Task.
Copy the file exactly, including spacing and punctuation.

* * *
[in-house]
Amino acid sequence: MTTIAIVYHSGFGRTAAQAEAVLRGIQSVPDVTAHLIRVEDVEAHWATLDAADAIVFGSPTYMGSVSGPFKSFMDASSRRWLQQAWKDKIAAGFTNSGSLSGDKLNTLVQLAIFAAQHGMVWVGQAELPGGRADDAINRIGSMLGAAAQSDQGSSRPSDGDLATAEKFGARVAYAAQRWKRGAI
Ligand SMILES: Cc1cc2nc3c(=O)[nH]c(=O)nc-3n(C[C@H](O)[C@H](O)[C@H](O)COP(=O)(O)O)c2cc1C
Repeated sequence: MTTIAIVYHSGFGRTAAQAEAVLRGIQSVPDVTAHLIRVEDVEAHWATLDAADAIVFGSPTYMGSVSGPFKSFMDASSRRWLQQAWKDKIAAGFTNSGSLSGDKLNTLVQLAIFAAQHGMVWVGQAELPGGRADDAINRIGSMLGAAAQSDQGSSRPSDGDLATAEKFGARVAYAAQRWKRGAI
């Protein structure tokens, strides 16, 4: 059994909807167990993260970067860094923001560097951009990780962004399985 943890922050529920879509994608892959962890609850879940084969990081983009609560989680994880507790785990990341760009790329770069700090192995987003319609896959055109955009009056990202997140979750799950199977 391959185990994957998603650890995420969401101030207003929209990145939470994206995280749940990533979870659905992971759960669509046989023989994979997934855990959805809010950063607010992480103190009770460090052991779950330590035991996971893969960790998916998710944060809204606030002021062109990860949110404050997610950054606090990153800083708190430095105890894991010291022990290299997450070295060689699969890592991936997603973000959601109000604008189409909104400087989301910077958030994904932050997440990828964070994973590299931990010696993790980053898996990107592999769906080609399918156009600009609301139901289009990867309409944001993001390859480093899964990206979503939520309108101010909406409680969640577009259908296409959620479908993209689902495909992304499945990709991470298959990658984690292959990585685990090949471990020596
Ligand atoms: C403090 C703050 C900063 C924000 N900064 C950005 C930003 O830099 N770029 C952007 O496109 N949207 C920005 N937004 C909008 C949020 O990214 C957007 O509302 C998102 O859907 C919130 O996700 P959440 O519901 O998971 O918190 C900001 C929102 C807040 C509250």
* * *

[in-house]
Amino acid sequence: MTTIAIVYHSGFGRTAAQAEAVLRGIQSVPDVTAHLIRVEDVEAHWATLDAADAIVFGSPTYMGSVSGPFKSFMDASSRRWLQQAWKDKIAAGFTNSGSLSGDKLNTLVQLAIFAAQHGMVWVGQAELPGGRADDAINRIGSMLGAAAQSDQGSSRPSDGDLATAEKFGARVAYAAQRWKRGAI
Ligand SMILES: Cc1cc2nc3c(=O)[nH]c(=O)nc-3n(C[C@H](O)[C@H](O)[C@H](O)COP(=O)(O)O)c2cc1C
Repeated sequence: MTTIAIVYHSGFGRTAAQAEAVLRGIQSVPDVTAHLIRVEDVEAHWATLDAADAIVFGSPTYMGSVSGPFKSFMDASSRRWLQQAWKDKIAAGFTNSGSLSGDKLNTLVQLAIFAAQHGMVWVGQAELPGGRADDAINRIGSMLGAAAQSDQGSSRPSDGDLATAEKFGARVAYAAQRWKRGAI
């Protein structure tokens, strides 16, 4: 059994909807167990993260970067860094923001560097951009990780962004399985 943890922050529920879509994608892959962890609850879940084969990081983009609560989680994880507790785990990341760009790329770069700090192995987003319609896959055109955009009056990202997140979750799950199977 391959185990994957998603650890995420969401101030207003929209990145939470994206995280749940990533979870659905992971759960669509046989023989994979997934855990959805809010950063607010992480103190009770460090052991779950330590035991996971893969960790998916998710944060809204606030002021062109990860949110404050997610950054606090990153800083708190430095105890894991010291022990290299997450070295060689699969890592991936997603973000959601109000604008189409909104400087989301910077958030994904932050997440990828964070994973590299931990010696993790980053898996990107592999769906080609399918156009600009609301139901289009990867309409944001993001390859480093899964990206979503939520309108101010909406409680969640577009259908296409959620479908993209689902495909992304499945990709991470298959990658984690292959990585685990090949471990020596
Ligand atoms: C403090 C703050 C900063 C924000 N900064 C950005 C930003 O830099 N770029 C952007 O496109 N949207 C920005 N937004 C909008 C949020 O990214 C957007 O509302 C998102 O859907 C919130 O996700 P959440 O519901 O998971 O918190 C900001 C929102 C807040 C509250």